The National Transportation Safety Board has issued an investigative update into the April 17 fatal crash of a Tesla in Spring, Texas.
The Tesla Model S P100D car was westbound on Hammock Dunes Place when it left the road, drove over a curb, and hit a drainage culvert, a raised maintenance hole and a tree. A post-crash fire destroyed the car.
Contrary to some sensationalist media reports, the Tesla was occupied by a driver and one passenger, both of whom died in the crash. Damage to steering wheel pictured was due to an impact as the Tesla reached a speed of 67 mph during the 5 seconds leading up to impact.
(Tesla Model 3 – Europe’s Second Best-Selling Car in June 21. Low Emission Cars at Record Share. Makers Lagging Buyers; US Battery Electric Vehicle Market – Progress or Proliferation? Tesla has a 75% Share. Is the Nissan Leaf a Best Buy?; NHTSA on Tesla Again for Bogus Safety Claims) The crash is still under investigation. Information in the update is preliminary and will be supplemented or corrected during the course of the investigation the NTSB said.
About 9:07 p.m. central daylight time on Saturday April 17, 2021, a 2019 Tesla Model S P100D electric car, occupied by the 59-year-old owner and a 69-year-old passenger, was westbound on Hammock Dunes Place, a residential road in Spring, Harris County, Texas, when it crashed and caught fire. Hammock Dunes Place is a concrete two-lane road with one westbound and one eastbound lane and mountable concrete curbs on either side. At the crash location, the roadway was level, with a curve to the south. The roadway was equipped with streetlights but did not have lines to define the travel lanes.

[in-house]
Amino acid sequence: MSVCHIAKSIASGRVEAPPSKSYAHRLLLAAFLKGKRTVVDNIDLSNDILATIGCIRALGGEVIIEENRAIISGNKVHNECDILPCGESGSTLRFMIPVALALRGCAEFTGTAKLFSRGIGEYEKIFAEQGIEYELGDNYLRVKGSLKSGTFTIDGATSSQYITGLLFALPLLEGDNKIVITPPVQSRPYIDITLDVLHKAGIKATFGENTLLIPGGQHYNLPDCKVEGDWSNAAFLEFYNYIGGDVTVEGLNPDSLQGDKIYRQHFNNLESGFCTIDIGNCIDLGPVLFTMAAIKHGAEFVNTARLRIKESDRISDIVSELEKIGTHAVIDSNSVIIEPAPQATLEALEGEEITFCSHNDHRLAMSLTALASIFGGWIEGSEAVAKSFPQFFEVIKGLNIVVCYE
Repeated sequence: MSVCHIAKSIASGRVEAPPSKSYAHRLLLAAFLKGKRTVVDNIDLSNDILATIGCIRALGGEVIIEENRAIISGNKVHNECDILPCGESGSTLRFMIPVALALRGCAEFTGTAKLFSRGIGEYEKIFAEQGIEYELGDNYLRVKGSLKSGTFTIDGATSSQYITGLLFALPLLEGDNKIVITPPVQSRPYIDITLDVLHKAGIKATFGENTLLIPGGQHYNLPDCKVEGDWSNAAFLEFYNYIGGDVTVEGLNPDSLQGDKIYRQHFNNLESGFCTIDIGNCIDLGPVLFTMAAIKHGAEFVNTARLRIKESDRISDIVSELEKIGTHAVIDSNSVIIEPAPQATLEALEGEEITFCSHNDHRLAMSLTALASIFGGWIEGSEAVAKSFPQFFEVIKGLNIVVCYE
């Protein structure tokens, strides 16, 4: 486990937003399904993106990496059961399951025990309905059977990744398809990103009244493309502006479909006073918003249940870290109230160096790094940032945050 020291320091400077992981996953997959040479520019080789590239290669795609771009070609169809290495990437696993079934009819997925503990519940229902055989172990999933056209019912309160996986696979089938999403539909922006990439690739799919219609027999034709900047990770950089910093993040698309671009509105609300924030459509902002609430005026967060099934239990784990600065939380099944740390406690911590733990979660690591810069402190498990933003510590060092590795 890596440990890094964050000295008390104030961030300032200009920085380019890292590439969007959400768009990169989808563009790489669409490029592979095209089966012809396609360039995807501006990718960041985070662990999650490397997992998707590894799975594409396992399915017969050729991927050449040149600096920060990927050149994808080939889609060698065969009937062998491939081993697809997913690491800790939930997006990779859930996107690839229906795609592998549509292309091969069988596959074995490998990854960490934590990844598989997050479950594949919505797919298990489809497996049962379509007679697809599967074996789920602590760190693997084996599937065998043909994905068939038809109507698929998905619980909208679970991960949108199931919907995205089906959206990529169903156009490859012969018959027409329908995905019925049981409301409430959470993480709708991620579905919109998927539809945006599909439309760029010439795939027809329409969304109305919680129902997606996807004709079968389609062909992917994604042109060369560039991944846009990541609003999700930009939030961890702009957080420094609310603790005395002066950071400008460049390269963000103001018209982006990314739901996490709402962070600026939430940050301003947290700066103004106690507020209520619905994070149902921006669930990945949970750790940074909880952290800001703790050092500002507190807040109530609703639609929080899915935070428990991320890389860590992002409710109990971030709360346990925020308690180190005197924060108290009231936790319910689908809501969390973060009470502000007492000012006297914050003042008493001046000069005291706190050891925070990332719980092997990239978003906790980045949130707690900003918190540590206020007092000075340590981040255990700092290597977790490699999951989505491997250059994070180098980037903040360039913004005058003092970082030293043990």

No speed limit signs were posted in the crash area, but the maximum speed limit for the road was 30 mph. The crash trip originated at the owner’s residence near the end of a cul-de-sac. Footage from the owner’s home security camera shows the owner entering the car’s driver’s seat and the passenger entering the front passenger seat. The car leaves and travels about 550 feet before departing the road on a curve, driving over the curb, and hitting a drainage culvert, a raised maintenance hole, and a tree.
The crash damaged the front of the car’s high-voltage lithium-ion battery case, where a fire started. The fire destroyed the car, including the onboard storage device inside the infotainment console. The car’s restraint control module, which can record data associated with vehicle speed, belt status, acceleration, and airbag deployment, was recovered but sustained fire damage. The restraint control module was taken to the NTSB recorder laboratory for evaluation.
The vehicle was equipped with Autopilot, Tesla’s advanced driver assistance system. Using Autopilot requires both the Traffic Aware Cruise Control and the Autosteer systems to be engaged. NTSB tests of an exemplar car at the crash location showed that Traffic Aware Cruise Control could be engaged but that Autosteer was not available on that part of the road.